Friday, October 22, 2010

Gewürztraminer Is Trying To Break My Heart

Gewurztraminer is a heartbreaker.  In fact, it’s the biggest heartbreak grape.  There, I’ve said it, at risk of starting a squabble. 

Many of my colleagues would argue that Pinot noir is the more nefarious heartbreaker—and they’d have good reason.  Like no other grape, it’s delicate and fussy—no, really.  Pinot carefully raised in the vineyard, gently processed, lovingly tended in the winery, and aged in posh French barrels, can unexpectedly turn on you without a backward glance.   It can sail along for months, cheerfully exuding aromas of cherries and violets with just a hint of forest floor, then throw a hissy fit after a racking or a filtration it didn’t appreciate.  Suddenly, this Pinot, which was once an ethereal beauty, becomes a thin and weedy hag of a wine. 

This ugliness doesn’t last forever, thankfully, but while your Pinot takes its time deciding whether or not it’s ready to forgive you, a lot of hand-wringing and hair-graying happens.  As winemakers, we strive for an impossible balance in Pinot noir.  We try to create a wine which is flavorful yet subtle, pure yet earthy, muscular yet delicate.  It’s this balance that makes great Pinot noir spectacular.  When making Pinot, we glimpse perfection and then it slips away, it reappears, and then may or may not stay.  Eventually, the wine declares itself on one side of the line or the other:  the ideal attained, or just missed.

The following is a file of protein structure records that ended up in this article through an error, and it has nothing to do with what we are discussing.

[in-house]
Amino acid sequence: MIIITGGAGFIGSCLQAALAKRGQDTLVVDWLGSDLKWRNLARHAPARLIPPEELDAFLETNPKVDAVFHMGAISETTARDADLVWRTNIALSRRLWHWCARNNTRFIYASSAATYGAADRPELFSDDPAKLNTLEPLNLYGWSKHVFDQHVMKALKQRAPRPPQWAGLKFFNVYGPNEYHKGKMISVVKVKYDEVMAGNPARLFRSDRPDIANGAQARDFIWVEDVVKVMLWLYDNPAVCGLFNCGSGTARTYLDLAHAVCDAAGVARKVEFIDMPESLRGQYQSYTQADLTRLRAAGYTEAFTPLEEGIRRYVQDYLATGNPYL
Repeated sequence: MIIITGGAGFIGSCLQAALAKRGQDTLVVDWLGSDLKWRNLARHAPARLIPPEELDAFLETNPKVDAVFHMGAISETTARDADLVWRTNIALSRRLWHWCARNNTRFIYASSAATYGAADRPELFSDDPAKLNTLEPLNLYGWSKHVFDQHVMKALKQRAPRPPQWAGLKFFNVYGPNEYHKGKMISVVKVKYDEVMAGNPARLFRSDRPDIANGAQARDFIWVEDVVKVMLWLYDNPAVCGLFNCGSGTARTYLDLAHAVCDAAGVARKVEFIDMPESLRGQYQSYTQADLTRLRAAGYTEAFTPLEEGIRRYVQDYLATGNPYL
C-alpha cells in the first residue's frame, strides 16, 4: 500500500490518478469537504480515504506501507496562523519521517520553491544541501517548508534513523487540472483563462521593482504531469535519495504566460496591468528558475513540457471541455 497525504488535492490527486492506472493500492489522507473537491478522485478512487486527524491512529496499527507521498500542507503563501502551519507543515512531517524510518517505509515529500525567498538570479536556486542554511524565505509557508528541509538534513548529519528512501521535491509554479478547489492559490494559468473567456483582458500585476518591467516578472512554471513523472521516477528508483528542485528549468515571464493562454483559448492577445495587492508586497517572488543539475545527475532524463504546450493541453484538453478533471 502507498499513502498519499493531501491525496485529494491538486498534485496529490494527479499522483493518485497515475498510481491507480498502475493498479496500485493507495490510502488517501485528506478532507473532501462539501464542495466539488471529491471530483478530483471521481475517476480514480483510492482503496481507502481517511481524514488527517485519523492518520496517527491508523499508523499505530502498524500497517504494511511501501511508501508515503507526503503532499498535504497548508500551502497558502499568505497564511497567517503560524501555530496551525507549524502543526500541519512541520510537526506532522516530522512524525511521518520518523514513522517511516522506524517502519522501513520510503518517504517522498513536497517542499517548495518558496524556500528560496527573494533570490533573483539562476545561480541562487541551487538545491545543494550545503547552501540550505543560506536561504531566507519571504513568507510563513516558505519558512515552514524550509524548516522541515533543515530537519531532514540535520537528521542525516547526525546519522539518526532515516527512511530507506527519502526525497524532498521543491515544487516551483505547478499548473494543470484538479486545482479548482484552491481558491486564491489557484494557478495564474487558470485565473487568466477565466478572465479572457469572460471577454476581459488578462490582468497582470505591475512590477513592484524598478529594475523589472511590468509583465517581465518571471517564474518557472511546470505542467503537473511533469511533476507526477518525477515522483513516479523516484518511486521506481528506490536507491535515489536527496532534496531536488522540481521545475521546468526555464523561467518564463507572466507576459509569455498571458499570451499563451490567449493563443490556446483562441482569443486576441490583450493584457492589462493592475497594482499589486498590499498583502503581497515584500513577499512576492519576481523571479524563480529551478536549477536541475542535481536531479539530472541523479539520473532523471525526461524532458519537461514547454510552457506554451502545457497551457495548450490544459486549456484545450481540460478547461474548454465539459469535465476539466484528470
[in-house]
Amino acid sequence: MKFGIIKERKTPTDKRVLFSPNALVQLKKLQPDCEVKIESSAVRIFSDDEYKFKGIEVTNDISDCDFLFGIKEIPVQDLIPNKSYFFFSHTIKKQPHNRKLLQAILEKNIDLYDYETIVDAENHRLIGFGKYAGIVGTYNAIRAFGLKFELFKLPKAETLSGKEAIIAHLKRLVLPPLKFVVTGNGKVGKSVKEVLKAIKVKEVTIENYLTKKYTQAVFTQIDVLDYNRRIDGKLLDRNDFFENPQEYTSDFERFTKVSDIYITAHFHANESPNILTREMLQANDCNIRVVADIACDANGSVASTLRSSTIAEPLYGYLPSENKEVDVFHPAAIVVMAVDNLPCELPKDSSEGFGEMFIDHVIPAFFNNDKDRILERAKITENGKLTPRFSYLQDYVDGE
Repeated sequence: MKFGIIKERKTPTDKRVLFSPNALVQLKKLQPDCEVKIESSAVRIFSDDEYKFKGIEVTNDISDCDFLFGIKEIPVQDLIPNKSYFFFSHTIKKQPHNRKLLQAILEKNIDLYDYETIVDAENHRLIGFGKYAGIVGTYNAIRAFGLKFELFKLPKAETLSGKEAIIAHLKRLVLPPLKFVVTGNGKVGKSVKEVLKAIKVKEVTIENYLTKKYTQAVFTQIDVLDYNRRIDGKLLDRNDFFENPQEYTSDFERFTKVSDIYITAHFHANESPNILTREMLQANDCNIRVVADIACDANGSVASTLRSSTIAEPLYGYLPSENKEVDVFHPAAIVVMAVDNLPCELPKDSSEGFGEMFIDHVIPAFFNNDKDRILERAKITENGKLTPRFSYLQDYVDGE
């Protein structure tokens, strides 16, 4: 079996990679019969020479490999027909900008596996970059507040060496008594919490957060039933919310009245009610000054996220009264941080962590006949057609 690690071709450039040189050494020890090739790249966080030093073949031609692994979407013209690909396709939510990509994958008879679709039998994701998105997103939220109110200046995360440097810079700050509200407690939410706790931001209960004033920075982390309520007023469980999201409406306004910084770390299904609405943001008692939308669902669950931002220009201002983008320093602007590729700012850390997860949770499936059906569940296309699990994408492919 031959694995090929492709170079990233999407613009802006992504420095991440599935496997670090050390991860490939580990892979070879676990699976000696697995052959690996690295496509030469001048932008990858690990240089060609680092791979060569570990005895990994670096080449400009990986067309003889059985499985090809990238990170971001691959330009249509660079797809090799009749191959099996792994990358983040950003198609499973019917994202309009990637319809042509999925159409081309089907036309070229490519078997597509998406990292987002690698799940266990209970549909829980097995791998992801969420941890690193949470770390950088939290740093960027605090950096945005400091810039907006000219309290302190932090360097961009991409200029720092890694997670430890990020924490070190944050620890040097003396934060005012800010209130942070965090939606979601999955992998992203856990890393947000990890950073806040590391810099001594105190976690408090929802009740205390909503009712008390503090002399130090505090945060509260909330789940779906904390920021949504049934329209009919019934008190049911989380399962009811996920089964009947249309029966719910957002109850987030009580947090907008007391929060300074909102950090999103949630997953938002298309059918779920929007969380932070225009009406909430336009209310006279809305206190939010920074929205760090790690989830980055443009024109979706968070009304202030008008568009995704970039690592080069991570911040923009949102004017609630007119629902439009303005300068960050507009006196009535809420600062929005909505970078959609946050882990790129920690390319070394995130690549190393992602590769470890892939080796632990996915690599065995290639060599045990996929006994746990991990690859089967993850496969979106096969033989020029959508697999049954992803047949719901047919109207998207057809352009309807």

Chasing Pinot Perfection can make a winemaker fear losing his nerve, or maybe his mind.  And yet, we are really talking about a difference of degrees.  En fin de compte, in the case of Pinot noir, we’re talking about the difference between delicious and sublime.  While it’s a cruel thing to attain near perfection, with Gewurztraminer, it’s a far graver situation.  In the case of Gewurz, it’s all or nothing.  

Gewurztraminer plays the same psychotic game of hide-and-seek with us that Pinot noir does, but it starts doing so in the vineyard.  Early on, the grapes turn rosy pink and look delicious long before they taste like anything.  We start asking, “Will we have Gewurz this year?” And we will ask that question a few dozen times over the course of the growing season.